1st Dec 2017

Piercing the corporate veil                                                                                                                                                                                                                                                                                                                                                                                                                                                    

People form business entities to protect their personal assets. They want to avoid personal liability for business debts. However, a business owner’s personal assets can sometimes be seized to pay business debts. This happens when a court reviews “the entire spectrum of relevant facts” and is satisfied that a corporation or other business entity form (purporting to limit owners’ personal liability) should be “disregarded,” and its owners held personally liable.[1] When courts do this they are said to have pierced the corporate veil, an expression whose imagery suggests a veil of armor shielding personal assets being pierced by a sword. Courts may disregard the legal separateness of individuals and businesses in the interests of justice. It’s part of their equitable function. They may even, for example, order business assets to be used to satisfy personal debts. This would be a variation of what’s known as reverse piercing.[2]

In Michigan, “there is no single rule delineating when the corporate entity may be disregarded” and an owner held liable.[3] It depends on the case. But there are some guiding principles.

Fraud is a key reason for disregarding a business entity form. Michigan courts will not allow the State’s laws to be used to work a fraud on innocent third parties, often noting that business entities should not be abused or “used to subvert justice.” But fraud is not the only reason for disregarding a business entity. “The corporate veil can be pierced in the absence of fraud” in Michigan.[4] The reasons for doing so, however, are not well defined and courts seem to struggle to provide meaningful guidance as to what will trigger such a result. There’s a circularity to their reasoning. How exactly does a business owner abuse the entity form and subvert justice, after all? One court distilled its reasoning:

[I]t comes down to a question of good faith and honesty in the use of the corporate privilege for legitimate ends. If a corporation is owned and controlled by another and is manipulated by the owner for its own purposes and in its own interests to the prejudice of innocent third parties, or the public welfare, it may be necessary to limit such abuse of the corporate capacity or shield. [5]

In deciding such matters courts look at everything, the entire spectrum of facts. They look at whether the business was created and maintained properly, according to statutory and common law requirements. In other words, were corporate formalities observed? Are the articles, bylaws, and books in order, were annual meetings held, etc.? A court may conclude that everything was done right – resulting in a finding of what’s called a de jure entity. Or, it may conclude that things weren’t done right but a good faith attempt was made – resulting in what’s called a de facto entity. Both types of entities are given some recognition and regard in the court’s analysis. Or, it may conclude that a wholly defective attempt to form an entity was made – resulting in a finding of no cognizable existence at all.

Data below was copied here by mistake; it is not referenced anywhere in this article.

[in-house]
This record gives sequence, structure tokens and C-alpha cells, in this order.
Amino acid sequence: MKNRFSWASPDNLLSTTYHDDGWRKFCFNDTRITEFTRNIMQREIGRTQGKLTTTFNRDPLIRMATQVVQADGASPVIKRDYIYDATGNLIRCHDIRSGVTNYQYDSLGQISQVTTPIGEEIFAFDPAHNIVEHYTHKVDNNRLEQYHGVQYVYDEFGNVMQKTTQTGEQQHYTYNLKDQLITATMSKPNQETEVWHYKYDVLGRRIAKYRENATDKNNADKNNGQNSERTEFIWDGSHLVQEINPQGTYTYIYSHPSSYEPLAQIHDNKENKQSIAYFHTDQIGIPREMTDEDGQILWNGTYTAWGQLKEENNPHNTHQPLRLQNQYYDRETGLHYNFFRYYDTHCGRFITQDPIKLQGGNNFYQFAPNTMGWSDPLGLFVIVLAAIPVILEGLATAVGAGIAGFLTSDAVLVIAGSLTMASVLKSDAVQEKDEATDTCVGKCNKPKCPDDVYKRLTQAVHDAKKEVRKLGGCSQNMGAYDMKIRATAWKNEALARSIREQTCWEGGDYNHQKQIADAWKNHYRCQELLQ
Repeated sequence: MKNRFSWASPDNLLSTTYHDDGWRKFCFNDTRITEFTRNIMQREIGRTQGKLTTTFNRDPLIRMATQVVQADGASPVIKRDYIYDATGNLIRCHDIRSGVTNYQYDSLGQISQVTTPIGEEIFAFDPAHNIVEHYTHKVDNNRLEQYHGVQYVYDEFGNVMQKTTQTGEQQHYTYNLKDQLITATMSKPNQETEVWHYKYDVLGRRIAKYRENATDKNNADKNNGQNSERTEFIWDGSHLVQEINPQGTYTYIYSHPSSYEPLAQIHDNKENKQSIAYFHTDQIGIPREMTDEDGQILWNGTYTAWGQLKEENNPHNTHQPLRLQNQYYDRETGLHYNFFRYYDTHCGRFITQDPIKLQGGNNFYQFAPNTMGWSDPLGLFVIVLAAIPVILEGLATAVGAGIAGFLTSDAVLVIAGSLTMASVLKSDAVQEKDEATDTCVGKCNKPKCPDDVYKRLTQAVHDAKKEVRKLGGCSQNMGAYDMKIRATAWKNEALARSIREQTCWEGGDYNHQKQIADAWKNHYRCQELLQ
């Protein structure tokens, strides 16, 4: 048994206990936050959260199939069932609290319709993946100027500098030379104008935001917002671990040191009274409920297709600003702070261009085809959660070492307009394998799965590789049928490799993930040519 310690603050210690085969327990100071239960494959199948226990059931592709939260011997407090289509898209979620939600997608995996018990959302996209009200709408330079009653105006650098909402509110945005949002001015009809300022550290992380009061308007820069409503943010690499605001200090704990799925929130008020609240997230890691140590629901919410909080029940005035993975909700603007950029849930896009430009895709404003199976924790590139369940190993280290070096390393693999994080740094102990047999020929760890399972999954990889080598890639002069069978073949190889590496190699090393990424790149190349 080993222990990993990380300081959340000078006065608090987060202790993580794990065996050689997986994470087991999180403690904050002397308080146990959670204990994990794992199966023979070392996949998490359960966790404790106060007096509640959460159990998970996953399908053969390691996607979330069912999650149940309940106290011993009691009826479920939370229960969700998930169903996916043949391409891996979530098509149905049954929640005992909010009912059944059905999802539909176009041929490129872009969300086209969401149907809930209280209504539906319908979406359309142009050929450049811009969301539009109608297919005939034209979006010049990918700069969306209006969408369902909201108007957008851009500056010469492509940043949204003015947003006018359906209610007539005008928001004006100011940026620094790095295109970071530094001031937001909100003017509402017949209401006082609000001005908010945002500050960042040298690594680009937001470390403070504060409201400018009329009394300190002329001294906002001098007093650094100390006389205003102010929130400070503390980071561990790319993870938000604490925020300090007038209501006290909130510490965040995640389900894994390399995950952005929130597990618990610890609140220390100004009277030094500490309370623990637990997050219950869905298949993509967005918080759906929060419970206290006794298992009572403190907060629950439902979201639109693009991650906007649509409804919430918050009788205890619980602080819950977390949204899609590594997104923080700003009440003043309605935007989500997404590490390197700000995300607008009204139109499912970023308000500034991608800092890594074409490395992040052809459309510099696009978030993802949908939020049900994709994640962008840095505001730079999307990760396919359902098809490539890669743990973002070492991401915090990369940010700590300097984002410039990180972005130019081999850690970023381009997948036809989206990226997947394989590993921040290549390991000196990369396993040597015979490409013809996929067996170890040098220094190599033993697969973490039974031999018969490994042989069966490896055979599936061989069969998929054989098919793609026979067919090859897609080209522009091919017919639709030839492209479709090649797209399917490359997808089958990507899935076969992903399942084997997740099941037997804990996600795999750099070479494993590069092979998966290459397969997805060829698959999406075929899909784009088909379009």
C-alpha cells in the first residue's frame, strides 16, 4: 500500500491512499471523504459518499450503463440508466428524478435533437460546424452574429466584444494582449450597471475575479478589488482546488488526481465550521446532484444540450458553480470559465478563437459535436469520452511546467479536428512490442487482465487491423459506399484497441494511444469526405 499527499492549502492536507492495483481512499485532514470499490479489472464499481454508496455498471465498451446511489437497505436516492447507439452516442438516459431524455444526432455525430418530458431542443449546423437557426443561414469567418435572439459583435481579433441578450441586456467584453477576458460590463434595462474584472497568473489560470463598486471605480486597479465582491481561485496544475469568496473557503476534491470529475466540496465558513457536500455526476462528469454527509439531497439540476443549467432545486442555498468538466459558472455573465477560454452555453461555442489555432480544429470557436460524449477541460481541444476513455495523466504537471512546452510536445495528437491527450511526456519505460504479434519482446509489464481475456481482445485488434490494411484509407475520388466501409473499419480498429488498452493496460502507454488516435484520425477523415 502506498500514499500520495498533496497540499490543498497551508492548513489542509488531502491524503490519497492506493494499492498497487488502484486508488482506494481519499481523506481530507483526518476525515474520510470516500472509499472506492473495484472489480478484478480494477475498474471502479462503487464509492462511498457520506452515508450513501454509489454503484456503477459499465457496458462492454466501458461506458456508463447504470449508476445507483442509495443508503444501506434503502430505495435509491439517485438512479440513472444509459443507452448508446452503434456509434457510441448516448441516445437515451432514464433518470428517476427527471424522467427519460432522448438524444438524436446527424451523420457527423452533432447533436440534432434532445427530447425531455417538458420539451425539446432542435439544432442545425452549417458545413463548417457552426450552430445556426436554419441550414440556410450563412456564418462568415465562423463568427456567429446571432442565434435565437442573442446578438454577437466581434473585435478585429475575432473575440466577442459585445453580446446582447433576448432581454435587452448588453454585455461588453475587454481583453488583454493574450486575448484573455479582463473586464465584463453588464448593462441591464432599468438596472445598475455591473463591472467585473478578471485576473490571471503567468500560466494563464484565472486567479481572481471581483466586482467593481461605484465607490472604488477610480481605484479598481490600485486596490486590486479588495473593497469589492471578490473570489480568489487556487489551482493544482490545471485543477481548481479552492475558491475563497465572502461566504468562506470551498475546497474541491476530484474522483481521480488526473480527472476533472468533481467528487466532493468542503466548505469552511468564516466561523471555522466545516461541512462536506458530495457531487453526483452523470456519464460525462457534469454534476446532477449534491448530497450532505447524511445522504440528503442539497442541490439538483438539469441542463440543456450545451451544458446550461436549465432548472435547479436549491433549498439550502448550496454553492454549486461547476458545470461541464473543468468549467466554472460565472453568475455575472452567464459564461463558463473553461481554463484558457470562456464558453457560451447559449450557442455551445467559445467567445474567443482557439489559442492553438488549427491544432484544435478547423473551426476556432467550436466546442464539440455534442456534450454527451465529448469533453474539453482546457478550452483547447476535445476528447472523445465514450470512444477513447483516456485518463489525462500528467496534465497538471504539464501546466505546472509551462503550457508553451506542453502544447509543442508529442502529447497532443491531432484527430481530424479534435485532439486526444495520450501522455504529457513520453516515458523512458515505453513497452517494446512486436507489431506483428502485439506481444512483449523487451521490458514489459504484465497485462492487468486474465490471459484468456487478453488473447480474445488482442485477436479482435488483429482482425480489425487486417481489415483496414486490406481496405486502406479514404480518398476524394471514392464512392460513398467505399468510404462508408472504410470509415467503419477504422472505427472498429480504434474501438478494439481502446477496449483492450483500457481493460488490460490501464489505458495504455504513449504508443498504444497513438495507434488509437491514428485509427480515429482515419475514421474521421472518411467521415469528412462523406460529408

Liability though corporate formalities observed                                                                                                                                                                                                                                        

But even when all corporate formalities are observed and done right, a business may still be disregarded and personal liability imposed. Sometimes owners try to game the system by taking liberties in arranging assets, doing so in a manner by which all or most of an entity’s apparent assets are not really its assets at all. That is, the assets may not be invested capital, but rather, loaned capital – from the owners. This may be done so that if money gets tight and business creditors come knocking, the owners are poised to step to the front of the line to call their loans, and take back what is “theirs.” When disputes follow they protest, “How can a business creditor claim a right to my assets?” In such cases the loan-to-capital ratio may be unfair and the business deemed to be undercapitalized, another basis for seizing personal assets to pay business debts.[6]

Business creditors may also “claw back” and seize money already taken out of a business by its owners. Taking money as a distribution of profits is unlawful if it renders the business unable to pay its bills. Michigan corporation law requires business owners to make “adequate provision” for creditors before taking such distributions.[7] Courts look at everything. The right to shield one’s assets through the corporation or limited liability company form is a privilege – but what the law giveth, it may taketh away.


(* Del A. Szura is a member of Szura & Delonis, PLC. This post is intended for general information and educational purposes and should not be construed as legal advice. All Rights Reserved. Copyright 2017.)

[1] Klager v. Robert Meyer Co, 415 Mich. 402, 411-412 (1982).

[2] See generally, Wells v. Firestone Tire and Rubber Co., 421 Mich. 641 (1985).

[3] Foodland Distribs. v. Al-Naimi, 220 Mich. App. 453, 456-7 (1996).

[4] Id. at 460.

[5] Id.

[6] Acton Plumbing & Heating v. Jared Builders, Inc., 368 Mich. 626 (1962).

[7] Mich. Comp. Laws §§450.1855(a), 450.2855(1)(a); or “reasonable provision” for limited liability companies, Mich. Comp. Laws §450.4808(1)(a).

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